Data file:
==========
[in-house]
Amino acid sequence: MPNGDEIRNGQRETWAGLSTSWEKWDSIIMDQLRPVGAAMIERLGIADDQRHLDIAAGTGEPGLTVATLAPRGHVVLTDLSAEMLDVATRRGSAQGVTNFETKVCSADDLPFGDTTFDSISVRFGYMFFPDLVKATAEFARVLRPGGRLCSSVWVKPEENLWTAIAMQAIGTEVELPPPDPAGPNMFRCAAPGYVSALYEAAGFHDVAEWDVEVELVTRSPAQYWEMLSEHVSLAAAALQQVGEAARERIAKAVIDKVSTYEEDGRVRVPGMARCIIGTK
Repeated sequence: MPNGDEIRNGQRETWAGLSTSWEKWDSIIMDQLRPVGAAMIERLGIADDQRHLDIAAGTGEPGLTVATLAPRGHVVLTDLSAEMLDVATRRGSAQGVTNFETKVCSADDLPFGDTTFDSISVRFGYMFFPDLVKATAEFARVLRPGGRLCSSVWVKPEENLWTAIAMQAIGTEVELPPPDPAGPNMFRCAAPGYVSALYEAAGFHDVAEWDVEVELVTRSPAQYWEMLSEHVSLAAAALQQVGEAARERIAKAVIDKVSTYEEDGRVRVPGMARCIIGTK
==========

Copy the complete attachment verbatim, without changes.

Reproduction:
[in-house]
Amino acid sequence: MPNGDEIRNGQRETWAGLSTSWEKWDSIIMDQLRPVGAAMIERLGIADDQRHLDIAAGTGEPGLTVATLAPRGHVVLTDLSAEMLDVATRRGSAQGVTNFETKVCSADDLPFGDTTFDSISVRFGYMFFPDLVKATAEFARVLRPGGRLCSSVWVKPEENLWTAIAMQAIGTEVELPPPDPAGPNMFRCAAPGYVSALYEAAGFHDVAEWDVEVELVTRSPAQYWEMLSEHVSLAAAALQQVGEAARERIAKAVIDKVSTYEEDGRVRVPGMARCIIGTK
Repeated sequence: MPNGDEIRNGQRETWAGLSTSWEKWDSIIMDQLRPVGAAMIERLGIADDQRHLDIAAGTGEPGLTVATLAPRGHVVLTDLSAEMLDVATRRGSAQGVTNFETKVCSADDLPFGDTTFDSISVRFGYMFFPDLVKATAEFARVLRPGGRLCSSVWVKPEENLWTAIAMQAIGTEVELPPPDPAGPNMFRCAAPGYVSALYEAAGFHDVAEWDVEVELVTRSPAQYWEMLSEHVSLAAAALQQVGEAARERIAKAVIDKVSTYEEDGRVRVPGMARCIIGTK